red bear journal

How to Taste Wine

You may have seen articles about ‘how to taste wine’ or ‘wine tasting tips’ before and thought, well, don’t you just…taste it? Yes and no. 

To get the most out of your wine-drinking experience, follow these quick steps every time. By keeping a consistent tasting technique, you’ll be able to fairly and accurately evaluate every wine you drink. After the tasting guide, we’ll talk about how to start building the mental library of flavors and aromas.

Smell

We like to start with a small pour of a new wine, about two ounces. Stick your nose into the glass and try to pick out any aromas that come to you. These could be fruit notes, herbal or vegetal, oak, or earth. 

Swirl

Move the wine around in the glass to introduce oxygen, which helps open up more aromas and flavors. While oxygen is the enemy of wine long-term (that’s why a bottle of wine that was opened three days ago doesn’t taste as good as it did on the first day), it initially releases those aroma compounds.

Smell Again

Now that the wine has had an opportunity to open up, smell it again. You may be able to pick out additional notes that were masked in the first sniff. 

Taste

Now for the fun part! Take a sip of the wine – not a gulp, but also not so little you can barely move the wine around in your mouth. Allow this sample to flow over your tongue and gums so you can start picking out flavors, body, structure, and alcohol. 

(Optional) Spit

People spit wine for a variety of reasons. Wine professionals at tastings, expos, and training sessions have to spit in order to do their jobs: no one can drink upwards of fifty samples of wine without getting drunk! Others spit the first sample of wine every time so they can approach the next sip ‘fresh’. 

It’s up to you and dependent on your situation. If it’s a casual night of Netflix and Cabernet, no need to get out the spit bucket. But if you’re touring multiple vineyards in Napa in one day, it may be wise to spit more than you swallow.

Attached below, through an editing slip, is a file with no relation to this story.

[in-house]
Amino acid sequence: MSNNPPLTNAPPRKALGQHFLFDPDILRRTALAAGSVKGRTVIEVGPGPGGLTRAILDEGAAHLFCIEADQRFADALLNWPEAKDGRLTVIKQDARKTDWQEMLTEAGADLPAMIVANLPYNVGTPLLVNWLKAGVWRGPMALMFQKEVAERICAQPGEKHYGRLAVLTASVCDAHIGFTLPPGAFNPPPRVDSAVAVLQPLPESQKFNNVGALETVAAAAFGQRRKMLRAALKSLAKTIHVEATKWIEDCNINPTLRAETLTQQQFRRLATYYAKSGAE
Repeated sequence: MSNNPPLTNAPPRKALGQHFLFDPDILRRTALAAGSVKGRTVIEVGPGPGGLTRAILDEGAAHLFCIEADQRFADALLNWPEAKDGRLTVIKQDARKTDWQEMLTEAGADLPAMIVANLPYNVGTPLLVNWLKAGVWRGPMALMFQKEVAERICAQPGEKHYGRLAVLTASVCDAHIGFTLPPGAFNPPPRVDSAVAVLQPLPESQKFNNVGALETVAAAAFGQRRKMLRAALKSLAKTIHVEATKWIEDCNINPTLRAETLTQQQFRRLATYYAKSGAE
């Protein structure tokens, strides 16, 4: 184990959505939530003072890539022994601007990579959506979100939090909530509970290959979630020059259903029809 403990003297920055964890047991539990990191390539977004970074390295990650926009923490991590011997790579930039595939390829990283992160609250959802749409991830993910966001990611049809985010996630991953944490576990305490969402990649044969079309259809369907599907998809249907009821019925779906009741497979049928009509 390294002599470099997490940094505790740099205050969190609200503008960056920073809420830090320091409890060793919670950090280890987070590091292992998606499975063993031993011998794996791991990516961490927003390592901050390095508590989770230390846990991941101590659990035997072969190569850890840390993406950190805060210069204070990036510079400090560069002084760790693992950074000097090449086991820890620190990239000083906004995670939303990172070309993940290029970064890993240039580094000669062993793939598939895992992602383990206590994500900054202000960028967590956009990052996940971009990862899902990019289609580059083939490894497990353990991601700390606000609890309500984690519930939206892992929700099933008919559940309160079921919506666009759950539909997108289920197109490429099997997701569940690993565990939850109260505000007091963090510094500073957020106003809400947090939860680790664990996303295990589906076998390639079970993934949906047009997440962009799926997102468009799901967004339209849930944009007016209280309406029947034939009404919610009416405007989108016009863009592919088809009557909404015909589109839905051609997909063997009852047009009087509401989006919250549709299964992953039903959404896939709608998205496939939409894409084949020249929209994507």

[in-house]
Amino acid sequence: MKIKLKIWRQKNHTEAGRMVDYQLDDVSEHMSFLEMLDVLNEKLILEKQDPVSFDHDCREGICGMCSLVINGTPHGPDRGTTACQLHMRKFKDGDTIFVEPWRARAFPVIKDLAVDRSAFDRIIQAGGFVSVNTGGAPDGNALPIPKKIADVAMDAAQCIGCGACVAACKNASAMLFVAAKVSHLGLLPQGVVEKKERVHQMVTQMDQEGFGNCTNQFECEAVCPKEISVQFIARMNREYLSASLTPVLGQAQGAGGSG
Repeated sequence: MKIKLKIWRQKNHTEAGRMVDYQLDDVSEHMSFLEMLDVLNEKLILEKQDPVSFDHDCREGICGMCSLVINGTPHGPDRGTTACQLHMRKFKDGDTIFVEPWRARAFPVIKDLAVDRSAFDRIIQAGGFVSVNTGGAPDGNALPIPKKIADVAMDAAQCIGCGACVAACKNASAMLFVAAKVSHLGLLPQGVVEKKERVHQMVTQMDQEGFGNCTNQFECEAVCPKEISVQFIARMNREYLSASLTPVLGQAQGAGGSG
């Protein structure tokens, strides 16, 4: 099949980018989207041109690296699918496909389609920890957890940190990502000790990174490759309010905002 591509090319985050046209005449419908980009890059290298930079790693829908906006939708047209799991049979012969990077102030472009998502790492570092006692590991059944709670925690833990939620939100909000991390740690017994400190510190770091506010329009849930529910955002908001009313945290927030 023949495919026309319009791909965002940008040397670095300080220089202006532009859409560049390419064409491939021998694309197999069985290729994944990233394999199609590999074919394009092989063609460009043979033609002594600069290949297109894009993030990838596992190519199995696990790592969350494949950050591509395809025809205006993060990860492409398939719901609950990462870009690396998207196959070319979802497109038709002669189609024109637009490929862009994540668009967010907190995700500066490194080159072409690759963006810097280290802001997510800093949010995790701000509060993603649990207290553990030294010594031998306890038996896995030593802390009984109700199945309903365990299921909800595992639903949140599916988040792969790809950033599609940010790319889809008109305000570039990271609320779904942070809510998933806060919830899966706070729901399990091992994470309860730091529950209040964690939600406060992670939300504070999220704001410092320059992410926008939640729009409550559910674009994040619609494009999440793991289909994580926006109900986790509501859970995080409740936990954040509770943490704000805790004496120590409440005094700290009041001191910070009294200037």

How Do I Learn to Detect Notes in Wine?

You’ve probably seen people stick their nose into a glass of wine and say something like, “I’m getting cherries and hints of cinnamon”. There are no cherries or cinnamon sticks in that wine. The more accurate representation is that the wine is evocative of cherries and cinnamon. It’s putting that drinker in mind of cherries and cinnamon.

As you’re building up this library, you may smell a wine and think, ‘this reminds me of Thanksgiving at my grandparent’s house’. Well, what does that mean? Was there a buffet of pumpkin and apple pies? Maybe your grandpa smoked cigars, and maybe Grandma wore a rose perfume. Once you’ve parsed out why it reminds you of Thanksgiving at your grandparents’ house, you can say with confidence, “I’m getting notes of warm baking spices, roses, and cigar smoke”. 

The thing about learning to detect these notes is that the homework is fun. It includes tasting and smelling all manner of things, as well as drinking more wine! Let’s break it down: 

If we’re sticking with the cherries analogy, think about the differences between fresh cherries and canned, or brandied cherries, or cherry-flavored Twizzlers. Not only do all of these actually taste differently from one another, but they also feel differently in the mouth. A fresh cherry is more acidic than a brandied cherry, for example. So if you have a wine that puts you more in mind of a fresh cherry than a brandied cherry, then you’ve found out something about that wine: it’s a fruity and tart wine.

As you start examining these differences, you’ll want to find other common wine descriptors and delve into them. In addition, you can’t pick out ‘boysenberry’ in a wine if you’ve never tasted a boysenberry. Be on the lookout for items you’re unfamiliar with in wine descriptions so you can get an understanding of what they taste, smell, and feel like. 

There are also off-the-wall wine descriptions out there, like ‘old leather’, ‘petrol’, ‘tar’, and ‘cat pee’, among many others. In this article, we talk about how terroir affects wine, and sometimes it means producing really strange aromas! This is normal even if it’s weird. 

The more wine you taste and the more you listen to experts, the more you will learn! Even the most experienced wine drinkers have only scratched the surface of all there is to know about wine; that’s what makes it such a fascinating subject!

vineyard journal

How to Taste Wine